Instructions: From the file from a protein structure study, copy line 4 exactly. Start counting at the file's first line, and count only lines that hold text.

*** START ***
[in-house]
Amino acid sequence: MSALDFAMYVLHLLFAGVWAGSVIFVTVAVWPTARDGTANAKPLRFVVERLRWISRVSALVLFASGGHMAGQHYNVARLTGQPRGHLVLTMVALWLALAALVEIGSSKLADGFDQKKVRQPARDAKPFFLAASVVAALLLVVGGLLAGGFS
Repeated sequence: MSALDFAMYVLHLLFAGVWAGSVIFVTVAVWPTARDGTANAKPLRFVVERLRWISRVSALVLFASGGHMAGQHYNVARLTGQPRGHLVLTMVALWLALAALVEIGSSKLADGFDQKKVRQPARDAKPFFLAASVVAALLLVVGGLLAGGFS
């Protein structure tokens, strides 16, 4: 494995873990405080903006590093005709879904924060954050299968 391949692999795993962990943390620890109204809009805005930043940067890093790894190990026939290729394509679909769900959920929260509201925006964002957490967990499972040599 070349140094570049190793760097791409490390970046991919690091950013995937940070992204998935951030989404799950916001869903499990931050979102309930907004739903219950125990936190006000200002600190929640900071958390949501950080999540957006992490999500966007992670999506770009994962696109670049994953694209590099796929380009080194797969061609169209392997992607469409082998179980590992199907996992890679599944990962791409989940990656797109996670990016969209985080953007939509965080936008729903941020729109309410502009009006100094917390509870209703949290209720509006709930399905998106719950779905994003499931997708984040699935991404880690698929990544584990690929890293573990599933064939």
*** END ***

């Protein structure tokens, strides 16, 4: 494995873990405080903006590093005709879904924060954050299968 391949692999795993962990943390620890109204809009805005930043940067890093790894190990026939290729394509679909769900959920929260509201925006964002957490967990499972040599 070349140094570049190793760097791409490390970046991919690091950013995937940070992204998935951030989404799950916001869903499990931050979102309930907004739903219950125990936190006000200002600190929640900071958390949501950080999540957006992490999500966007992670999506770009994962696109670049994953694209590099796929380009080194797969061609169209392997992607469409082998179980590992199907996992890679599944990962791409989940990656797109996670990016969209985080953007939509965080936008729903941020729109309410502009009006100094917390509870209703949290209720509006709930399905998106719950779905994003499931997708984040699935991404880690698929990544584990690929890293573990599933064939």